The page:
For more than seven decades, the Queen has worn the crown with unparalleled poise and strength. Even now, in her 95th year, she is heralded as a beacon of health, longevity and grace.
So, just what are the secrets to her long life? Of course, she has access to the best physicians in the world but is there more to it?
Here, author and Royal superfan Bryan Kozlowski explores the health and wellness strategies that have kept the Queen fighting fit.
Work: Never slouch
According to biographer Ingrid Seward, someone who has tracked the Queen’s every move for decades, Elizabeth has never once slouched on the throne, or any chair for that matter. Like most women of her generation and class, Elizabeth picked up the postural habit very early in life, and probably for little more than displays of “good breeding,” at first. The Queen Mother was always adamant that “a lady’s back should never touch the back of her chair.” And yet the habit has gone on to have far more tangible benefits to the Queen’s daily work.
It’s hardly what you’d expect, but clerical paper-pushing makes up a large portion of the Queen’s day. Those red boxes piled with governmental papers can pin her to a desk for hours. So, as occupational statistics go, Elizabeth should be ravaged by the same scourge affecting deskbound workers worldwide – specifically lower back, neck, shoulder, chest and hip pain. Yet Elizabeth has sailed through these perils relatively unscathed.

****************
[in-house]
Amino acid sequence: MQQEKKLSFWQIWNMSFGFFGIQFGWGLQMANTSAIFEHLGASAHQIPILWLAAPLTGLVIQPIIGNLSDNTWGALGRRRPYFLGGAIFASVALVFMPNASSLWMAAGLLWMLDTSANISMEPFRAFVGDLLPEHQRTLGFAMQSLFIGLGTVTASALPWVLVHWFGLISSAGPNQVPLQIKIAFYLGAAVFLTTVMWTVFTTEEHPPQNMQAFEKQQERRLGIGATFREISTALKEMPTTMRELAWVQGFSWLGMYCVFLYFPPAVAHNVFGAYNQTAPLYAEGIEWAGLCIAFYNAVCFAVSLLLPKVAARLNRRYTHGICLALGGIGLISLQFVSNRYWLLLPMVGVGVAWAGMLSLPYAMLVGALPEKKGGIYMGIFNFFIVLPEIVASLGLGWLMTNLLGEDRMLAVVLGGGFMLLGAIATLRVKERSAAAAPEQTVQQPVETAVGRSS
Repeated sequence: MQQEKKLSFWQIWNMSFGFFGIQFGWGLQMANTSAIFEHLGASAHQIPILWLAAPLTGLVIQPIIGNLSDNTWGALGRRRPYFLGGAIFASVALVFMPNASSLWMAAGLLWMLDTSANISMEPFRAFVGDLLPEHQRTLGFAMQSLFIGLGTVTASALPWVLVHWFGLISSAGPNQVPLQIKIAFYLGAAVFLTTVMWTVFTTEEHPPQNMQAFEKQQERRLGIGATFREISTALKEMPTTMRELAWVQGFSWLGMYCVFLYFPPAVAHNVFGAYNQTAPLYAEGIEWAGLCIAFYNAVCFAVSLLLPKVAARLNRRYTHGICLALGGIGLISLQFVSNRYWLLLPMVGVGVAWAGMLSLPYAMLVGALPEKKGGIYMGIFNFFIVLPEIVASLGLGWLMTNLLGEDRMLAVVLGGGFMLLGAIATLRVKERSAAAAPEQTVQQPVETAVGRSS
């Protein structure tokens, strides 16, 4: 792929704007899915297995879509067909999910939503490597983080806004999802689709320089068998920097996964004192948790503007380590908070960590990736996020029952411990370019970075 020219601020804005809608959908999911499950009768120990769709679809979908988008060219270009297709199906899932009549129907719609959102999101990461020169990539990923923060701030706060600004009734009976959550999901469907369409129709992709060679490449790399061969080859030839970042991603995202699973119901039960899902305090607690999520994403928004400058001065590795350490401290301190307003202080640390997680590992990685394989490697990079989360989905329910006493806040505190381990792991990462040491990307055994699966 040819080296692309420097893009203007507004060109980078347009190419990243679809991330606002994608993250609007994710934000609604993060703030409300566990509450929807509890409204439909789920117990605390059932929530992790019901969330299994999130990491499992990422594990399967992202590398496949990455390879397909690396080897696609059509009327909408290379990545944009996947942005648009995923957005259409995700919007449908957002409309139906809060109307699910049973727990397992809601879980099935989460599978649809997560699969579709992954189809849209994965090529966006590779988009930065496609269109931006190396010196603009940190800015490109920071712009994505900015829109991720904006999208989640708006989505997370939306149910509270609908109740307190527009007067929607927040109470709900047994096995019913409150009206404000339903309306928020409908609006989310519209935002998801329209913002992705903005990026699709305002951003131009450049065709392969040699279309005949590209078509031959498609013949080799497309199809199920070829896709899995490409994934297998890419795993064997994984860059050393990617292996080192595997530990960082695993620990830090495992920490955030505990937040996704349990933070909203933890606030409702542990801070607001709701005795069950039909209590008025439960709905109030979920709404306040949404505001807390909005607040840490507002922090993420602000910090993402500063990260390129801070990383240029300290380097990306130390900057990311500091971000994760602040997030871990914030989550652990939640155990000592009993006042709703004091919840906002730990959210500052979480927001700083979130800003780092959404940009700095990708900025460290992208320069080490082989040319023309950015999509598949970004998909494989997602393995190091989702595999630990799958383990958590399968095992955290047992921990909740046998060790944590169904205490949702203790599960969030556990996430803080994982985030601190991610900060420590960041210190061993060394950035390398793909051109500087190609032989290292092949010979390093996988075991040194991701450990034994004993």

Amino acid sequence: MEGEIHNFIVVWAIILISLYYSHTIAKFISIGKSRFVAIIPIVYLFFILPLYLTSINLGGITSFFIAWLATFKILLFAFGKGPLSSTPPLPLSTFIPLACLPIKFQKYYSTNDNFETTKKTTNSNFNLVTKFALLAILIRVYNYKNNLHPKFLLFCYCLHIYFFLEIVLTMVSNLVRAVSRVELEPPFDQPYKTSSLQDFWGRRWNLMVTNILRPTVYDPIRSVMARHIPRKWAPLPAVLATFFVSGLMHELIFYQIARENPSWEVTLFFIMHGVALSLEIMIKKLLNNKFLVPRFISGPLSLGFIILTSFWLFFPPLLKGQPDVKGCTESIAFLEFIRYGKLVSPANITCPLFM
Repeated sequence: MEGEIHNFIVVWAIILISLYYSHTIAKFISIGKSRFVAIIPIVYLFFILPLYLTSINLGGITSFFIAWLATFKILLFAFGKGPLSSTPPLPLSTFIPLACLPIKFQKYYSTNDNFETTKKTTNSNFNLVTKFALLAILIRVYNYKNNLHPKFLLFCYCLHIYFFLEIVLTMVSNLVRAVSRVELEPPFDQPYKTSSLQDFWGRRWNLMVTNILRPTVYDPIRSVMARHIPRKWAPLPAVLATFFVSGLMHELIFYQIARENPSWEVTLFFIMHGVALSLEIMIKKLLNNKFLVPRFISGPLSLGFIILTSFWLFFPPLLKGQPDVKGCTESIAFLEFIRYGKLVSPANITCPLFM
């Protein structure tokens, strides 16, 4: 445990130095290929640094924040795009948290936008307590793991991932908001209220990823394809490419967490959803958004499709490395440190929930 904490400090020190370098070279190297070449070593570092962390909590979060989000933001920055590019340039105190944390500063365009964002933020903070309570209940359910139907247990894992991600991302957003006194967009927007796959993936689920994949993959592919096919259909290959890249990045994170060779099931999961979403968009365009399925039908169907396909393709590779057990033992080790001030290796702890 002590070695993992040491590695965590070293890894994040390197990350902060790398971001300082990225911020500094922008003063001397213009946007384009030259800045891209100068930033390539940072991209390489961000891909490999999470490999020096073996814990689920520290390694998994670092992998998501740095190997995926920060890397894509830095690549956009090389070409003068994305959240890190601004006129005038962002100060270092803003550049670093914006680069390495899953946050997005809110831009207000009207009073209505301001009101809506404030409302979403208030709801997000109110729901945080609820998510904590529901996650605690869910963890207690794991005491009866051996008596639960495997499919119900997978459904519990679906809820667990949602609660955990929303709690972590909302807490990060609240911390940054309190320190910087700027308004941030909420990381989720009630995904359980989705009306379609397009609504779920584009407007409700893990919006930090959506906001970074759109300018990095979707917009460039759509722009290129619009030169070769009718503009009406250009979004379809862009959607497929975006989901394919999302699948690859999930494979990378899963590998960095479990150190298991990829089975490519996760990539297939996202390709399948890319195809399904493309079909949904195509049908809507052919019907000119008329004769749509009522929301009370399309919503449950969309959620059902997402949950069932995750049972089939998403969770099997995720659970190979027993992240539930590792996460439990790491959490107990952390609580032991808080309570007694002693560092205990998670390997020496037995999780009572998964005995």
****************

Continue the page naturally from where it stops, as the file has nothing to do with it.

“There was no such thing as backache” in the Queen’s long career, says biographer Elizabeth Longford. And her gracefully erect spine has had much to do with that. Clarissa Eden, wife of Prime Minister Anthony Eden, once watched Elizabeth at work and noted how properly she would “sit up at a slight distance from the chair back” while keeping her own back perfectly straight. “She can sit like that for hours,” marvelled Eden. This might sound exhausting, but maintaining good posture while sitting is the only way to avoid chronic muscular and skeletal pain in the long run. Elizabeth’s straight-back technique, moreover, happens to be the same graceful pose recommended by physical therapists as the easiest antidote for office-related aches. No ergonomic chair comes close to matching the pain-free support your body provides naturally.